As safe as houses
The Fed is walking an impossibly thin tightrope between controlling inflation and collapsing the housing market.
Last month, the Federal Reserve Bank of Dallas sounded the alarm on the housing market. “There is growing concern that U.S. house prices are again becoming unhinged from fundamentals,” wrote their economists in a piece called Real-Time Market Monitoring Finds Signs of Brewing U.S. Housing Bubble. They are right, if not a bit late to the party. Over the last 18 months, your author has penned nine pieces on the growing housing bubbles worldwide, analysing everything from what is causing them to how big they are.
During the Federal Open Market Committee’s (FOMC) March meeting, Fed officials suggested it “would be appropriate” to consider selling mortgage-backed securities (MBS) to combat rising inflation and cool the housing market in the U.S. They said that in the context of rising mortgage rates and shrinking refinancing volumes, getting these securities off their balance sheet made sense but that any decision “would be announced well in advance.” This announcement was enough to get markets moving. The 30-year fixed-rate mortgage, which had already climbed from 2.77% in August last year to 3.85% before the March meeting, has risen to above 5%, the highest rate since 2011.
In the U.S., mortgage securitisation, and the Federal Reserve’s interest rate suppression agenda, have distorted financing costs. By pooling risk, removing it from the banking sector, and putting it into the hands of private investors, the financial system has been made more robust. But the market has become so big, and the Federal Reserve such a large part of it, that any reversal would crush the housing market. According to the Securities Industry and Financial Markets Association (SIFMA), as of Q4 2021, the total U.S. MBS market was worth about $12.2trn. The MBS market has grown to 21% of the total value of all U.S. housing stock and 68% of the entire mortgage market. Securitisation has run rampant.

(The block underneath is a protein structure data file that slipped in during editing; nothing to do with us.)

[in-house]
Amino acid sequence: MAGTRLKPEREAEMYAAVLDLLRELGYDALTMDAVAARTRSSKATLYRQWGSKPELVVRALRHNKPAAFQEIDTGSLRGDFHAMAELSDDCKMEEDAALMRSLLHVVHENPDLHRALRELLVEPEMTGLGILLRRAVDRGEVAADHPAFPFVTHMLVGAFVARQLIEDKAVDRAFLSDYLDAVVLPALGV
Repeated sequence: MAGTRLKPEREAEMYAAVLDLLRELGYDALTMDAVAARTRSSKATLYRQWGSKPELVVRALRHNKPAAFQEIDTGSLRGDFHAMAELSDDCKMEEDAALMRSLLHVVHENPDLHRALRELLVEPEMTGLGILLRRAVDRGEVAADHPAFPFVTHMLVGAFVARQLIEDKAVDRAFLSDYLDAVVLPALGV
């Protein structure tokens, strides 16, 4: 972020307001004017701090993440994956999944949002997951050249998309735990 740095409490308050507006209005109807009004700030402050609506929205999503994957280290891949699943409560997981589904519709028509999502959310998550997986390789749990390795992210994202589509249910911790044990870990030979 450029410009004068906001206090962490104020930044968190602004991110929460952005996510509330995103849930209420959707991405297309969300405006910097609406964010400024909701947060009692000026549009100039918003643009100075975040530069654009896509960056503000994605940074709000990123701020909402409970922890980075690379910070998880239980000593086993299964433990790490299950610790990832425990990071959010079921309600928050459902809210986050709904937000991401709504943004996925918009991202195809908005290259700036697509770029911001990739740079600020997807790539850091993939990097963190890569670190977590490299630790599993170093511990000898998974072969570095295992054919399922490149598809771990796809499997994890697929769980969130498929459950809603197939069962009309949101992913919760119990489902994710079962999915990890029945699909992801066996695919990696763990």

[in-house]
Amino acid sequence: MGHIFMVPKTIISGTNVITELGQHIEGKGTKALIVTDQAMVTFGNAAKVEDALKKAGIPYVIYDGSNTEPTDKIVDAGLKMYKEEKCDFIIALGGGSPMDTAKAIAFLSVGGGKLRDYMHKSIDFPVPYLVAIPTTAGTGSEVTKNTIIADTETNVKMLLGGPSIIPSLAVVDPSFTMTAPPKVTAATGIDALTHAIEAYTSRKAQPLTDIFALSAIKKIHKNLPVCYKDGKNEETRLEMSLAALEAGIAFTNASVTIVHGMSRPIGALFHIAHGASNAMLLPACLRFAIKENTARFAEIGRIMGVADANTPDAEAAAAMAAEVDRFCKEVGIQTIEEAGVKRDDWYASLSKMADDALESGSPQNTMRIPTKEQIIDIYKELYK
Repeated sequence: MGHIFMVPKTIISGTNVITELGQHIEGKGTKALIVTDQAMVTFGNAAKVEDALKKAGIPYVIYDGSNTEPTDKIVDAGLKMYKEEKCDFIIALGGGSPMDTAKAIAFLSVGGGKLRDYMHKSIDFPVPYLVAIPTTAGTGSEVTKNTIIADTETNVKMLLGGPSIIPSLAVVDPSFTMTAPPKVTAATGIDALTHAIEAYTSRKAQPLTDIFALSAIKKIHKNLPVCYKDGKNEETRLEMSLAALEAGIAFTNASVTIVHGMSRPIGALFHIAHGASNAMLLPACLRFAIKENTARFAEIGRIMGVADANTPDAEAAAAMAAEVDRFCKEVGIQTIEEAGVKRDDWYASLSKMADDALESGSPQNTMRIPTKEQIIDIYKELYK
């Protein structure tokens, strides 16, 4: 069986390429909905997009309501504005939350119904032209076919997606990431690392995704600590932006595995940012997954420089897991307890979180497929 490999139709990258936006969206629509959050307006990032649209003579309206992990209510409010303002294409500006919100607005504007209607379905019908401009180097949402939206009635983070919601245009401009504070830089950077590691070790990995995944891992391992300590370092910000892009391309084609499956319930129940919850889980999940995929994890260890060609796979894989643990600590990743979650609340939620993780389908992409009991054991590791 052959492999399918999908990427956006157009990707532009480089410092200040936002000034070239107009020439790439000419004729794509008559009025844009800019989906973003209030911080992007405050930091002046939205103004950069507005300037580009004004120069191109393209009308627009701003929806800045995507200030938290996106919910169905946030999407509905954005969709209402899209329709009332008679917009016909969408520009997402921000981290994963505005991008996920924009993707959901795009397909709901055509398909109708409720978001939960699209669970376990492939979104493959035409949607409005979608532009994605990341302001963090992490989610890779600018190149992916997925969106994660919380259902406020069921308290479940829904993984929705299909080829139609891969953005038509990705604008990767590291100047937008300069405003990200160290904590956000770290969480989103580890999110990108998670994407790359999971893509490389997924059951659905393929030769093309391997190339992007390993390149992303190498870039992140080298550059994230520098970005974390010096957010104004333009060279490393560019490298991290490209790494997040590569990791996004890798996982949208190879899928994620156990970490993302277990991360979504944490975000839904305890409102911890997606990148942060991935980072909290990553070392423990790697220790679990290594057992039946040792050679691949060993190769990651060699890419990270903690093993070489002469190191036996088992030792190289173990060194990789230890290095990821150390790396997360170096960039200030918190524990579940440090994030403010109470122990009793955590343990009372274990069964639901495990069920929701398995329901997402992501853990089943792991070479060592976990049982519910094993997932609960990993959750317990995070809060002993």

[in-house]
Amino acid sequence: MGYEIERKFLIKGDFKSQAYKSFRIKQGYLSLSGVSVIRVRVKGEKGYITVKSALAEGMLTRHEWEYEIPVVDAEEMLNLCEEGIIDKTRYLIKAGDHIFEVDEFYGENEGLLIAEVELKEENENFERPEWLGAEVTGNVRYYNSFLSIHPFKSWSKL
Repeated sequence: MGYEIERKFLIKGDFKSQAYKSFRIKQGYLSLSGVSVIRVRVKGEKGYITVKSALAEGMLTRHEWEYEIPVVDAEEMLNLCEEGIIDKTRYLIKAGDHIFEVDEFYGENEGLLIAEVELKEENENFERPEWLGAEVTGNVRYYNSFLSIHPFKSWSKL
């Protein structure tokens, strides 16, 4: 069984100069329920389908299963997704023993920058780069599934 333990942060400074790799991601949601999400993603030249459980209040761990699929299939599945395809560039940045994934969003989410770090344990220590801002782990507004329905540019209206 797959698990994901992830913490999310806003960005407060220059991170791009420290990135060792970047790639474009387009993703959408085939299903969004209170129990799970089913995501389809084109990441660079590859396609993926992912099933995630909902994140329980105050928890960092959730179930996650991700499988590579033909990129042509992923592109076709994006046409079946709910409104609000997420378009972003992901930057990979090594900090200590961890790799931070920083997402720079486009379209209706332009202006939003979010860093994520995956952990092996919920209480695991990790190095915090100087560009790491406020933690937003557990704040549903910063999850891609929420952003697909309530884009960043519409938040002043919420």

Since the global financial crisis (GFC) in 2008, particularly during the pandemic, the Fed has been a considerable buyer of these securities. According to their latest H.4.1 release, they currently hold $2.7trn worth. The goal of buying these assets was to suppress interest rates on mortgages, particularly long-term ones. It worked. The more involved the Fed got in the MBS market, the lower real mortgage costs, the difference between the 30-year fixed-rate mortgage and 30-year break-even inflation, dropped. By the start of this year, the Fed held 22% of all mortgage-backed securities, and real mortgage costs were 0.5%.
Once the Fed gets out of the MBS check-out line, only private investors like pension and insurance funds will be left shopping. With high levels of household debt to income–I estimate it to be 186%–and inflation expectations picking up, these investors will demand higher returns as compensation for these risks. Markets have already priced in the Fed’s check-out-line sidestep. Investors’ expectations that the Fed won’t be an active buyer of MBSs anymore is why mortgage rates have increased dramatically over the past few weeks. Using the 2014 to 2018 period as a proxy for when the Fed maintains but doesn’t expand its MBS position, the average long-term real mortgage rate was 2.5%. With long-term break-even inflation at 2.5%, a 30-year fixed-rate mortgage should cost about 5%, which is where it currently sits according to the Federal Reserve Bank of St. Louis.
If inflation moves higher and the Fed starts actively trimming its MBS position, real rates will rise again and crush both sides of the market. Financing will dry up for builders looking for construction loans and home buyers looking for mortgages.
The housing market has always been cyclical but has become hooked on low and declining interest rates. In this fight, the central bank has been their friend, stepping in to lower rates with new money whenever needed. But the Fed is walking an impossibly thin tightrope between controlling inflation and crushing the housing market. Unless they pull off something never-before achieved, the “don’t fight the Fed” adage might have a new, negative meaning for house prices.